“The back-up generator kicked in, as planned, to provide warmth to the eggs in incubators and chicks in brooders. But it is 3 a.m., and under the pale illumination of the emergency lights, Jeremy Hodges and I are gathered around an egg in the process of hatching. But this chick is badly positioned in the egg and struggling to hatch for itself. Gently, we meticulously peel back fragments of eggshell, checking for active blood vessels and unretracted yolk sac. Very carefully, we free the chick’s head and cautiously remove its body from the shell. Walking back to the house through the inky-black Hawaiian night, we are delighted to have hatched another ‘alala chick that represents more than one percent of the world population. I pat Jeremy on the back and grin, ‘Just another day at the office’.”
— Richard Switzer, Conservation Program Manager, Hawaii Endangered Bird Conservation Program, San Diego Zoo Global
Every day, scientists at San Diego Zoo Global are faced with the challenge of how to recover and restore those individual gems in the treasure chest of the world’s imperiled habitats: endangered species. Nowhere does this hold more true than Hawaii, where we are left with but a remnant of what once was. But there is reason for hope. Since the early 1990s, our Hawaii Endangered Bird Conservation Program has been rescuing the rarest of the rare, buying precious time for public agencies to identify, manage, and restore the birds’ native habitat.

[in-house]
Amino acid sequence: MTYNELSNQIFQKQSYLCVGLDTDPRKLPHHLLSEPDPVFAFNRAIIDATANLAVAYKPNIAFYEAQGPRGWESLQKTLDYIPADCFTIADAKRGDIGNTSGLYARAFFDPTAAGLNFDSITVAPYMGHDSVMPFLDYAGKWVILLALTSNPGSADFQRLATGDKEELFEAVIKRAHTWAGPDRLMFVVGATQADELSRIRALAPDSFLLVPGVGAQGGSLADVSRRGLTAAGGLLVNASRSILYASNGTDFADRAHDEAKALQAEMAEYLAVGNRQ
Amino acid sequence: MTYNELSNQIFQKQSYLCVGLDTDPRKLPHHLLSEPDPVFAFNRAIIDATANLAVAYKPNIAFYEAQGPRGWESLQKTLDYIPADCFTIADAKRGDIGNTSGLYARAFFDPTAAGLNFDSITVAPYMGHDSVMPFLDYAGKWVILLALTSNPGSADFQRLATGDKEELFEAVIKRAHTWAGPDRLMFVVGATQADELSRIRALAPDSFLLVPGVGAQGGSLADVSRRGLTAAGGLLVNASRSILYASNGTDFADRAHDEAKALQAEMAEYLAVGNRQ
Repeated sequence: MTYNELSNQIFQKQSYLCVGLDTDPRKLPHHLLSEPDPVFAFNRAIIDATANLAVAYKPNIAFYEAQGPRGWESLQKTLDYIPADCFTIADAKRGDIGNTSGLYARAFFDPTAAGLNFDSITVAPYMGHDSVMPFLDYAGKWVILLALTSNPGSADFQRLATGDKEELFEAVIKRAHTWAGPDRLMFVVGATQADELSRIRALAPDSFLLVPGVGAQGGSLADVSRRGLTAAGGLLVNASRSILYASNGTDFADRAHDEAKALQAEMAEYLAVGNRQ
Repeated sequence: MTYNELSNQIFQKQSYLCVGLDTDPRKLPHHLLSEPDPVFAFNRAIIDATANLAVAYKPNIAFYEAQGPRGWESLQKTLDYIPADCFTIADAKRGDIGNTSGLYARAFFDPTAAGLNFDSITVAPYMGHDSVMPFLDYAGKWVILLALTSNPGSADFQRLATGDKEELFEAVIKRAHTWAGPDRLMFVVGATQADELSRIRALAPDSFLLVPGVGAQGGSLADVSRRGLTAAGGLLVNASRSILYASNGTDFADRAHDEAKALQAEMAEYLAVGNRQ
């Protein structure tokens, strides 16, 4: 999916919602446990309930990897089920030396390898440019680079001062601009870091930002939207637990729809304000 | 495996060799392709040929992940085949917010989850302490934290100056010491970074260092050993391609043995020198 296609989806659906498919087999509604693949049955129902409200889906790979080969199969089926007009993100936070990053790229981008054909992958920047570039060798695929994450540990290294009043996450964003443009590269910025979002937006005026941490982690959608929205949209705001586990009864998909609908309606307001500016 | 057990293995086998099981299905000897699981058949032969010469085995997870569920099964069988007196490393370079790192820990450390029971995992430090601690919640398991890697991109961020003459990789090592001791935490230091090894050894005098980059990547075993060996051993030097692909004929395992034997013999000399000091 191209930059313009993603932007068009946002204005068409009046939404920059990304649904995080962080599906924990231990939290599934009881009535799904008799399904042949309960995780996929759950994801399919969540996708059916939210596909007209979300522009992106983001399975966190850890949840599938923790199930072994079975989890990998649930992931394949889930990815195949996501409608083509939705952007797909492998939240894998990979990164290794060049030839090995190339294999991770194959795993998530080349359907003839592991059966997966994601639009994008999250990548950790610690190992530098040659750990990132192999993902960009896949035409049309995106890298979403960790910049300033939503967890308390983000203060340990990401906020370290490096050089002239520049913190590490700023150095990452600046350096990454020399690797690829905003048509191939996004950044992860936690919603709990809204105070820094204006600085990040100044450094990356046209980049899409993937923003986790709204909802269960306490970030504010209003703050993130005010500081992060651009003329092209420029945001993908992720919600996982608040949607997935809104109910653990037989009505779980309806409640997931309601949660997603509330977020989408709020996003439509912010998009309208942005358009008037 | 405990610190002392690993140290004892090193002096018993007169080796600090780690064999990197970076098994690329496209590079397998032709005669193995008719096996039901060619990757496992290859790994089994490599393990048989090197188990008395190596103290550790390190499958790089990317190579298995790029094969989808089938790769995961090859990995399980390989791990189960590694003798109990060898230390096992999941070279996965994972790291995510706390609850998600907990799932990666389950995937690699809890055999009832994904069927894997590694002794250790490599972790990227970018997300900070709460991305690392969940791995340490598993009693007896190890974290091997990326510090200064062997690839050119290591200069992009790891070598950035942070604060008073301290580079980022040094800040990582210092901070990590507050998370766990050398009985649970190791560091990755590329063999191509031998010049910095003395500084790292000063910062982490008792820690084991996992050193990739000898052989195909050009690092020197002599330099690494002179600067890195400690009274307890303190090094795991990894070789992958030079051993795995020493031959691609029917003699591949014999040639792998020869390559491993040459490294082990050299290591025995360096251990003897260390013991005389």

Considered to be extinct in the wild with no confirmed sightings since 2002, the `alala or Hawaiian crow has a captive population as a safety net, unlike many of the less fortunate Hawaiian bird species that have disappeared forever. San Diego Zoo Global has partnered with the U.S. Fish & Wildlife Service and the Hawaii Division of Forestry and Wildlife to bring the `alala back from the brink of extinction. The species has proven exceptionally challenging to breed, with our efforts hindered by disappointing hatching rates and congenital abnormalities. Fortunately, 2011 was a record-breaking year; we produced 19 healthy young chicks, increasing the world’s `alala population to a new high of 95 individuals.
During the in the mid-1990s, Kauai’s puaiohi thrush was clinging to survival by a thread. Little was known about the remaining population, the birds were scarcely seen, and the population was estimated at no more than 300 birds. Beginning with the carefully planned harvest of a few precious eggs from the wild, today we have hatched more than 350 puaiohi chicks and released 200 back into their native habitat, bringing the puaiohi population up to 500 to 800 birds.
Since 1996, we have hatched 395 nene (pronounced nay-nay) goslings and released 442 geese to the wild, augmenting populations on Maui, Kauai, and the Big Island, and establishing an entirely new population birds in Molokai. Testament to our success, the nene population throughout Hawaii has now risen to nearly 2,000 birds.